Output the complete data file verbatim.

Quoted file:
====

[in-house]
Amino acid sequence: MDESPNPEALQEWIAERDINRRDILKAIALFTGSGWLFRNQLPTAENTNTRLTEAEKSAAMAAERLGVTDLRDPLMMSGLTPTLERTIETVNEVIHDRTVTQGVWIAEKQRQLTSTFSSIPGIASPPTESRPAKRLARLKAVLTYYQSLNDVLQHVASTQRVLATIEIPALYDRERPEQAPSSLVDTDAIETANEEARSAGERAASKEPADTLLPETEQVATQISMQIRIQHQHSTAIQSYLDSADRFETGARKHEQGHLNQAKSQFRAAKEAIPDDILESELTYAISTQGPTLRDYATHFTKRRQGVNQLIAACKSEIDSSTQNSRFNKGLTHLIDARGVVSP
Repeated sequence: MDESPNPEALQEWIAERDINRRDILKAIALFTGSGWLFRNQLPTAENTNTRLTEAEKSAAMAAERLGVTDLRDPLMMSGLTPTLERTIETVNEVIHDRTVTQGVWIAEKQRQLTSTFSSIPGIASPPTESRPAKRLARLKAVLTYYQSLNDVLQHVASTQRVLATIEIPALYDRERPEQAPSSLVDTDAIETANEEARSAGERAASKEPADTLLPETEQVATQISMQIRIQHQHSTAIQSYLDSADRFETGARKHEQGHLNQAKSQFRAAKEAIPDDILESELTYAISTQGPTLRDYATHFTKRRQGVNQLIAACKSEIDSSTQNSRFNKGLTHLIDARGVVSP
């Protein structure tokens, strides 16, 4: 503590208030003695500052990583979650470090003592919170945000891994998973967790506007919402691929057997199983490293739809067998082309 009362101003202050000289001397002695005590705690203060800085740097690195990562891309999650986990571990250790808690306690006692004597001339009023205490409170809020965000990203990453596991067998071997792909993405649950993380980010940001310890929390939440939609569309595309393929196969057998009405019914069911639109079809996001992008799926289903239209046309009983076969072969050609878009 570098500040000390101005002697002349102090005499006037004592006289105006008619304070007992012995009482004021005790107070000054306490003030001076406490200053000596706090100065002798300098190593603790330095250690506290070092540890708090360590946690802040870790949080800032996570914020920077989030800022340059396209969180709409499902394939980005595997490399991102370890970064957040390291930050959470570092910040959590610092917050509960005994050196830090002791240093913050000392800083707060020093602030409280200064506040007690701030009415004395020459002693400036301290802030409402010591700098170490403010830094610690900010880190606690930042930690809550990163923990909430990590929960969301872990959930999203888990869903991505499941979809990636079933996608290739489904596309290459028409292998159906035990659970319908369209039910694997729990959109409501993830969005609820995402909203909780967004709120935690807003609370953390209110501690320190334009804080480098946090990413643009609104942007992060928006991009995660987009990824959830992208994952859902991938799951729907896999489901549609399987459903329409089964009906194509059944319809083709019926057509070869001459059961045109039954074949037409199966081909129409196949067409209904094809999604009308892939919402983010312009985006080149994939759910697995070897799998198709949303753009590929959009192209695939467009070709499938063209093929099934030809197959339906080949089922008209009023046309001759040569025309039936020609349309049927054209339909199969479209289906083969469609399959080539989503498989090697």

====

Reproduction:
[in-house]
Amino acid sequence: MDESPNPEALQEWIAERDINRRDILKAIALFTGSGWLFRNQLPTAENTNTRLTEAEKSAAMAAERLGVTDLRDPLMMSGLTPTLERTIETVNEVIHDRTVTQGVWIAEKQRQLTSTFSSIPGIASPPTESRPAKRLARLKAVLTYYQSLNDVLQHVASTQRVLATIEIPALYDRERPEQAPSSLVDTDAIETANEEARSAGERAASKEPADTLLPETEQVATQISMQIRIQHQHSTAIQSYLDSADRFETGARKHEQGHLNQAKSQFRAAKEAIPDDILESELTYAISTQGPTLRDYATHFTKRRQGVNQLIAACKSEIDSSTQNSRFNKGLTHLIDARGVVSP
Repeated sequence: MDESPNPEALQEWIAERDINRRDILKAIALFTGSGWLFRNQLPTAENTNTRLTEAEKSAAMAAERLGVTDLRDPLMMSGLTPTLERTIETVNEVIHDRTVTQGVWIAEKQRQLTSTFSSIPGIASPPTESRPAKRLARLKAVLTYYQSLNDVLQHVASTQRVLATIEIPALYDRERPEQAPSSLVDTDAIETANEEARSAGERAASKEPADTLLPETEQVATQISMQIRIQHQHSTAIQSYLDSADRFETGARKHEQGHLNQAKSQFRAAKEAIPDDILESELTYAISTQGPTLRDYATHFTKRRQGVNQLIAACKSEIDSSTQNSRFNKGLTHLIDARGVVSP
């Protein structure tokens, strides 16, 4: 503590208030003695500052990583979650470090003592919170945000891994998973967790506007919402691929057997199983490293739809067998082309 009362101003202050000289001397002695005590705690203060800085740097690195990562891309999650986990571990250790808690306690006692004597001339009023205490409170809020965000990203990453596991067998071997792909993405649950993380980010940001310890929390939440939609569309595309393929196969057998009405019914069911639109079809996001992008799926289903239209046309009983076969072969050609878009 570098500040000390101005002697002349102090005499006037004592006289105006008619304070007992012995009482004021005790107070000054306490003030001076406490200053000596706090100065002798300098190593603790330095250690506290070092540890708090360590946690802040870790949080800032996570914020920077989030800022340059396209969180709409499902394939980005595997490399991102370890970064957040390291930050959470570092910040959590610092917050509960005994050196830090002791240093913050000392800083707060020093602030409280200064506040007690701030009415004395020459002693400036301290802030409402010591700098170490403010830094610690900010880190606690930042930690809550990163923990909430990590929960969301872990959930999203888990869903991505499941979809990636079933996608290739489904596309290459028409292998159906035990659970319908369209039910694997729990959109409501993830969005609820995402909203909780967004709120935690807003609370953390209110501690320190334009804080480098946090990413643009609104942007992060928006991009995660987009990824959830992208994952859902991938799951729907896999489901549609399987459903329409089964009906194509059944319809083709019926057509070869001459059961045109039954074949037409199966081909129409196949067409209904094809999604009308892939919402983010312009985006080149994939759910697995070897799998198709949303753009590929959009192209695939467009070709499938063209093929099934030809197959339906080949089922008209009023046309001759040569025309039936020609349309049927054209339909199969479209289906083969469609399959080539989503498989090697």